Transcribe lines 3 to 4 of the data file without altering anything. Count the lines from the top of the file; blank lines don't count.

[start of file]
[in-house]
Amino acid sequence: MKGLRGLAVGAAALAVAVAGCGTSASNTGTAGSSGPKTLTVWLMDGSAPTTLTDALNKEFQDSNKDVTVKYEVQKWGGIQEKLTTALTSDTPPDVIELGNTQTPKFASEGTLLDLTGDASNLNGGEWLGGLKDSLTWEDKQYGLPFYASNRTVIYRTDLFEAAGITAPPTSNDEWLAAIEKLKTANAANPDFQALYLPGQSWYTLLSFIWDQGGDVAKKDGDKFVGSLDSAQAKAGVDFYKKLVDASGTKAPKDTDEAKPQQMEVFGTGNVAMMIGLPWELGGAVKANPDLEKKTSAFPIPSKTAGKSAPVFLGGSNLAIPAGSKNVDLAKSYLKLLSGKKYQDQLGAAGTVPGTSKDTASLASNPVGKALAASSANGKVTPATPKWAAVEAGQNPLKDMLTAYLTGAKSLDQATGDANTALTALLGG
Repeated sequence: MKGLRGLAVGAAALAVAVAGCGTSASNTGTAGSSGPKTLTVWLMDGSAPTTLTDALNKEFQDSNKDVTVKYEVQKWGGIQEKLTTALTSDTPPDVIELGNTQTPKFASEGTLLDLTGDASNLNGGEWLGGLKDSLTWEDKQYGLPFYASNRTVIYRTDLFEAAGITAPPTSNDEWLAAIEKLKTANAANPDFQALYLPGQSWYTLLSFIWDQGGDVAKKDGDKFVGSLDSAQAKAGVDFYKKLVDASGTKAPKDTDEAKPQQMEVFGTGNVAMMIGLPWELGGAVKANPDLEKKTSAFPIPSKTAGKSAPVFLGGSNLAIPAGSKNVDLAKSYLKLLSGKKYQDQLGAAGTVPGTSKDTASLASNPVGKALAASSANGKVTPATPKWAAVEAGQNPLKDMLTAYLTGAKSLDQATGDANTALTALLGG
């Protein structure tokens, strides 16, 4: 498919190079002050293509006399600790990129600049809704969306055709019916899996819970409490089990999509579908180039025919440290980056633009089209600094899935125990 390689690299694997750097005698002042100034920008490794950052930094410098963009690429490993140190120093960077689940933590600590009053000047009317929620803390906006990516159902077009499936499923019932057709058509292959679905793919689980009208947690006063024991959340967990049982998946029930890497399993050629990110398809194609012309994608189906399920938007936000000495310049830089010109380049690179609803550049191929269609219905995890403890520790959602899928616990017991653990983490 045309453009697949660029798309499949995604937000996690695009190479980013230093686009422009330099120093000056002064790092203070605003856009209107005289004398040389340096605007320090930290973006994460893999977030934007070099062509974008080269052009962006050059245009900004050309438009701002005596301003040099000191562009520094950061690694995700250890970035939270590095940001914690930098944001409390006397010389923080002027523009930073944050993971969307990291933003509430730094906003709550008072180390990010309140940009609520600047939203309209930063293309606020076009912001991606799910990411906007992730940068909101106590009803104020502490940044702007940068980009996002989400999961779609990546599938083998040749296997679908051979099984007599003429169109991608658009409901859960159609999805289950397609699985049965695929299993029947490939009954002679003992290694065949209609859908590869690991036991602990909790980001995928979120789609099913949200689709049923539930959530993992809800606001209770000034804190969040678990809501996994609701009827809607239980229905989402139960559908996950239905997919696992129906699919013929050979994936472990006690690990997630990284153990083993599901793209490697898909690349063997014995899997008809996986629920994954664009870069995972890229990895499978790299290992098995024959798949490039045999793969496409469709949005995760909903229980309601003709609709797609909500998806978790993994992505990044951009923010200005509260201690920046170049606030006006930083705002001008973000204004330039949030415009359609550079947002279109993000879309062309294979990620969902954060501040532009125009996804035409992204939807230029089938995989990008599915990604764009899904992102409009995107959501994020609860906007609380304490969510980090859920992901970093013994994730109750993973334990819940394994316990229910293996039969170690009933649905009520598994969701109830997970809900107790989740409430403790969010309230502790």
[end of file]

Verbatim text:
Repeated sequence: MKGLRGLAVGAAALAVAVAGCGTSASNTGTAGSSGPKTLTVWLMDGSAPTTLTDALNKEFQDSNKDVTVKYEVQKWGGIQEKLTTALTSDTPPDVIELGNTQTPKFASEGTLLDLTGDASNLNGGEWLGGLKDSLTWEDKQYGLPFYASNRTVIYRTDLFEAAGITAPPTSNDEWLAAIEKLKTANAANPDFQALYLPGQSWYTLLSFIWDQGGDVAKKDGDKFVGSLDSAQAKAGVDFYKKLVDASGTKAPKDTDEAKPQQMEVFGTGNVAMMIGLPWELGGAVKANPDLEKKTSAFPIPSKTAGKSAPVFLGGSNLAIPAGSKNVDLAKSYLKLLSGKKYQDQLGAAGTVPGTSKDTASLASNPVGKALAASSANGKVTPATPKWAAVEAGQNPLKDMLTAYLTGAKSLDQATGDANTALTALLGG
């Protein structure tokens, strides 16, 4: 498919190079002050293509006399600790990129600049809704969306055709019916899996819970409490089990999509579908180039025919440290980056633009089209600094899935125990 390689690299694997750097005698002042100034920008490794950052930094410098963009690429490993140190120093960077689940933590600590009053000047009317929620803390906006990516159902077009499936499923019932057709058509292959679905793919689980009208947690006063024991959340967990049982998946029930890497399993050629990110398809194609012309994608189906399920938007936000000495310049830089010109380049690179609803550049191929269609219905995890403890520790959602899928616990017991653990983490 045309453009697949660029798309499949995604937000996690695009190479980013230093686009422009330099120093000056002064790092203070605003856009209107005289004398040389340096605007320090930290973006994460893999977030934007070099062509974008080269052009962006050059245009900004050309438009701002005596301003040099000191562009520094950061690694995700250890970035939270590095940001914690930098944001409390006397010389923080002027523009930073944050993971969307990291933003509430730094906003709550008072180390990010309140940009609520600047939203309209930063293309606020076009912001991606799910990411906007992730940068909101106590009803104020502490940044702007940068980009996002989400999961779609990546599938083998040749296997679908051979099984007599003429169109991608658009409901859960159609999805289950397609699985049965695929299993029947490939009954002679003992290694065949209609859908590869690991036991602990909790980001995928979120789609099913949200689709049923539930959530993992809800606001209770000034804190969040678990809501996994609701009827809607239980229905989402139960559908996950239905997919696992129906699919013929050979994936472990006690690990997630990284153990083993599901793209490697898909690349063997014995899997008809996986629920994954664009870069995972890229990895499978790299290992098995024959798949490039045999793969496409469709949005995760909903229980309601003709609709797609909500998806978790993994992505990044951009923010200005509260201690920046170049606030006006930083705002001008973000204004330039949030415009359609550079947002279109993000879309062309294979990620969902954060501040532009125009996804035409992204939807230029089938995989990008599915990604764009899904992102409009995107959501994020609860906007609380304490969510980090859920992901970093013994994730109750993973334990819940394994316990229910293996039969170690009933649905009520598994969701109830997970809900107790989740409430403790969010309230502790």